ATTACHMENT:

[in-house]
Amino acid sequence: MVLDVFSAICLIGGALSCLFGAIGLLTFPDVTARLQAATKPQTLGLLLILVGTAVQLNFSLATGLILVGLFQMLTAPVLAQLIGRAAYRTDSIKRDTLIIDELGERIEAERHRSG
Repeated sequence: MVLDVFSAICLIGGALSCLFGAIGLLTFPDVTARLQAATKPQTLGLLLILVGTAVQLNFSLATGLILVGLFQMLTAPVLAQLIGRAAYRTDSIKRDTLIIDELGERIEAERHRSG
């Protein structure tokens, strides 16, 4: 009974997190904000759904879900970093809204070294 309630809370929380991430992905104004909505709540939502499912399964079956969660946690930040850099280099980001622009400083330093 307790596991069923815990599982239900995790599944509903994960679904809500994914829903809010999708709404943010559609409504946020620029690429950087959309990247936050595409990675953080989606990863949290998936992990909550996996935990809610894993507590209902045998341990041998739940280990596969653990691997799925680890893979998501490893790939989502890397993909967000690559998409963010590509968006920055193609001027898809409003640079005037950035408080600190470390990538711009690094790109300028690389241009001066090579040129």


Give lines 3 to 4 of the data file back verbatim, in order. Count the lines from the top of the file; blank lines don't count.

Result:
Repeated sequence: MVLDVFSAICLIGGALSCLFGAIGLLTFPDVTARLQAATKPQTLGLLLILVGTAVQLNFSLATGLILVGLFQMLTAPVLAQLIGRAAYRTDSIKRDTLIIDELGERIEAERHRSG
């Protein structure tokens, strides 16, 4: 009974997190904000759904879900970093809204070294 309630809370929380991430992905104004909505709540939502499912399964079956969660946690930040850099280099980001622009400083330093 307790596991069923815990599982239900995790599944509903994960679904809500994914829903809010999708709404943010559609409504946020620029690429950087959309990247936050595409990675953080989606990863949290998936992990909550996996935990809610894993507590209902045998341990041998739940280990596969653990691997799925680890893979998501490893790939989502890397993909967000690559998409963010590509968006920055193609001027898809409003640079005037950035408080600190470390990538711009690094790109300028690389241009001066090579040129």